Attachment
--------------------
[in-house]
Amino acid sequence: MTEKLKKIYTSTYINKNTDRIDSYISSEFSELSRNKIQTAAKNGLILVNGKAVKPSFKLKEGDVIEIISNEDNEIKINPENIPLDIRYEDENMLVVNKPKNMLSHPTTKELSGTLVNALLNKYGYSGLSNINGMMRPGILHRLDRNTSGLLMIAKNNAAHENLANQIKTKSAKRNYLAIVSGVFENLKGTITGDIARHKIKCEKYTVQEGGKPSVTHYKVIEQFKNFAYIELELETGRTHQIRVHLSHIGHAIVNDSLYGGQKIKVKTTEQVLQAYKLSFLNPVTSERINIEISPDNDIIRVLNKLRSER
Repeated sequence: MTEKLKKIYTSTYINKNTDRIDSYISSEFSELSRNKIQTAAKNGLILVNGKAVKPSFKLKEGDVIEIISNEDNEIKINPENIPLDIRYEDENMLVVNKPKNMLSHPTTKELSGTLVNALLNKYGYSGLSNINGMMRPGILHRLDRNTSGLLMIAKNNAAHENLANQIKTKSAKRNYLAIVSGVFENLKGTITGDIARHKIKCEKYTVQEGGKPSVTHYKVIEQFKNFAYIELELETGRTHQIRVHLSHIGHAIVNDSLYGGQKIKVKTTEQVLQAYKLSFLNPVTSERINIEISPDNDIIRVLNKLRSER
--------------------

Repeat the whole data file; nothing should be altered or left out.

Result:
[in-house]
Amino acid sequence: MTEKLKKIYTSTYINKNTDRIDSYISSEFSELSRNKIQTAAKNGLILVNGKAVKPSFKLKEGDVIEIISNEDNEIKINPENIPLDIRYEDENMLVVNKPKNMLSHPTTKELSGTLVNALLNKYGYSGLSNINGMMRPGILHRLDRNTSGLLMIAKNNAAHENLANQIKTKSAKRNYLAIVSGVFENLKGTITGDIARHKIKCEKYTVQEGGKPSVTHYKVIEQFKNFAYIELELETGRTHQIRVHLSHIGHAIVNDSLYGGQKIKVKTTEQVLQAYKLSFLNPVTSERINIEISPDNDIIRVLNKLRSER
Repeated sequence: MTEKLKKIYTSTYINKNTDRIDSYISSEFSELSRNKIQTAAKNGLILVNGKAVKPSFKLKEGDVIEIISNEDNEIKINPENIPLDIRYEDENMLVVNKPKNMLSHPTTKELSGTLVNALLNKYGYSGLSNINGMMRPGILHRLDRNTSGLLMIAKNNAAHENLANQIKTKSAKRNYLAIVSGVFENLKGTITGDIARHKIKCEKYTVQEGGKPSVTHYKVIEQFKNFAYIELELETGRTHQIRVHLSHIGHAIVNDSLYGGQKIKVKTTEQVLQAYKLSFLNPVTSERINIEISPDNDIIRVLNKLRSER